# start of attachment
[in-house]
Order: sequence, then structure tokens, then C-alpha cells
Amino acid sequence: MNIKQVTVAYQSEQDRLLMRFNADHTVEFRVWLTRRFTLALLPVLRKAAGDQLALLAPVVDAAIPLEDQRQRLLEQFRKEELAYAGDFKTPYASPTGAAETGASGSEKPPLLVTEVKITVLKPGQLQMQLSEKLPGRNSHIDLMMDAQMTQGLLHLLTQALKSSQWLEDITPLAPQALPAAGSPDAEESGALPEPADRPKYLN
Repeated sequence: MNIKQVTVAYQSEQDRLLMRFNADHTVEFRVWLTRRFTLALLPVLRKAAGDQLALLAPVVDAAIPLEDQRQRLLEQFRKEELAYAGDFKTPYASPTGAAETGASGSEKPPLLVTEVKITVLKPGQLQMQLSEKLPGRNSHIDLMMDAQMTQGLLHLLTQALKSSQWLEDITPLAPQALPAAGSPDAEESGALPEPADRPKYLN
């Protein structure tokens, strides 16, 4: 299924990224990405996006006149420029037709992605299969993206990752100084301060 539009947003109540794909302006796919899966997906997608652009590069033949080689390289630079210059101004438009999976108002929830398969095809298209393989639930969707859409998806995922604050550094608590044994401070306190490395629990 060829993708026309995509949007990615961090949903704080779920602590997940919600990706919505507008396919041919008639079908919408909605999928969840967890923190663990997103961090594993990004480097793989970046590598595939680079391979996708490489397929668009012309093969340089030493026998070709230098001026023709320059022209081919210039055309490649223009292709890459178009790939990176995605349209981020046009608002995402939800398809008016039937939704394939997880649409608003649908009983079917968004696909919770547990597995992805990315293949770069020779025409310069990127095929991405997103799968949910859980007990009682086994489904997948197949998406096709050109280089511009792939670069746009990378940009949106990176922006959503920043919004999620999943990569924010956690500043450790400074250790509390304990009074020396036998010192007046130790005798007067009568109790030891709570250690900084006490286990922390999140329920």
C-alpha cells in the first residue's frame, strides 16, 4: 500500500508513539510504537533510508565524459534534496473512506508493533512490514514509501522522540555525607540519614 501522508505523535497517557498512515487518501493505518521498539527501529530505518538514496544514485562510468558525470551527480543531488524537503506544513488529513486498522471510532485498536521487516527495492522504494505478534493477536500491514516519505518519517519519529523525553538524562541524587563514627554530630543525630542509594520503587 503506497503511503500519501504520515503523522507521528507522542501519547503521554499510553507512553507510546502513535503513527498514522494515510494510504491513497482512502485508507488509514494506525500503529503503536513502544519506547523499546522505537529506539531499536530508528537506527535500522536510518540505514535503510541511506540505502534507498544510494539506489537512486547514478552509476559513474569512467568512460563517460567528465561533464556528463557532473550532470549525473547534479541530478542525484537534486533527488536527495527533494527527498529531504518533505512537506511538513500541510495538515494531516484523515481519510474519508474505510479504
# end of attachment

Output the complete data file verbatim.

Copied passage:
[in-house]
Order: sequence, then structure tokens, then C-alpha cells
Amino acid sequence: MNIKQVTVAYQSEQDRLLMRFNADHTVEFRVWLTRRFTLALLPVLRKAAGDQLALLAPVVDAAIPLEDQRQRLLEQFRKEELAYAGDFKTPYASPTGAAETGASGSEKPPLLVTEVKITVLKPGQLQMQLSEKLPGRNSHIDLMMDAQMTQGLLHLLTQALKSSQWLEDITPLAPQALPAAGSPDAEESGALPEPADRPKYLN
Repeated sequence: MNIKQVTVAYQSEQDRLLMRFNADHTVEFRVWLTRRFTLALLPVLRKAAGDQLALLAPVVDAAIPLEDQRQRLLEQFRKEELAYAGDFKTPYASPTGAAETGASGSEKPPLLVTEVKITVLKPGQLQMQLSEKLPGRNSHIDLMMDAQMTQGLLHLLTQALKSSQWLEDITPLAPQALPAAGSPDAEESGALPEPADRPKYLN
């Protein structure tokens, strides 16, 4: 299924990224990405996006006149420029037709992605299969993206990752100084301060 539009947003109540794909302006796919899966997906997608652009590069033949080689390289630079210059101004438009999976108002929830398969095809298209393989639930969707859409998806995922604050550094608590044994401070306190490395629990 060829993708026309995509949007990615961090949903704080779920602590997940919600990706919505507008396919041919008639079908919408909605999928969840967890923190663990997103961090594993990004480097793989970046590598595939680079391979996708490489397929668009012309093969340089030493026998070709230098001026023709320059022209081919210039055309490649223009292709890459178009790939990176995605349209981020046009608002995402939800398809008016039937939704394939997880649409608003649908009983079917968004696909919770547990597995992805990315293949770069020779025409310069990127095929991405997103799968949910859980007990009682086994489904997948197949998406096709050109280089511009792939670069746009990378940009949106990176922006959503920043919004999620999943990569924010956690500043450790400074250790509390304990009074020396036998010192007046130790005798007067009568109790030891709570250690900084006490286990922390999140329920």
C-alpha cells in the first residue's frame, strides 16, 4: 500500500508513539510504537533510508565524459534534496473512506508493533512490514514509501522522540555525607540519614 501522508505523535497517557498512515487518501493505518521498539527501529530505518538514496544514485562510468558525470551527480543531488524537503506544513488529513486498522471510532485498536521487516527495492522504494505478534493477536500491514516519505518519517519519529523525553538524562541524587563514627554530630543525630542509594520503587 503506497503511503500519501504520515503523522507521528507522542501519547503521554499510553507512553507510546502513535503513527498514522494515510494510504491513497482512502485508507488509514494506525500503529503503536513502544519506547523499546522505537529506539531499536530508528537506527535500522536510518540505514535503510541511506540505502534507498544510494539506489537512486547514478552509476559513474569512467568512460563517460567528465561533464556528463557532473550532470549525473547534479541530478542525484537534486533527488536527495527533494527527498529531504518533505512537506511538513500541510495538515494531516484523515481519510474519508474505510479504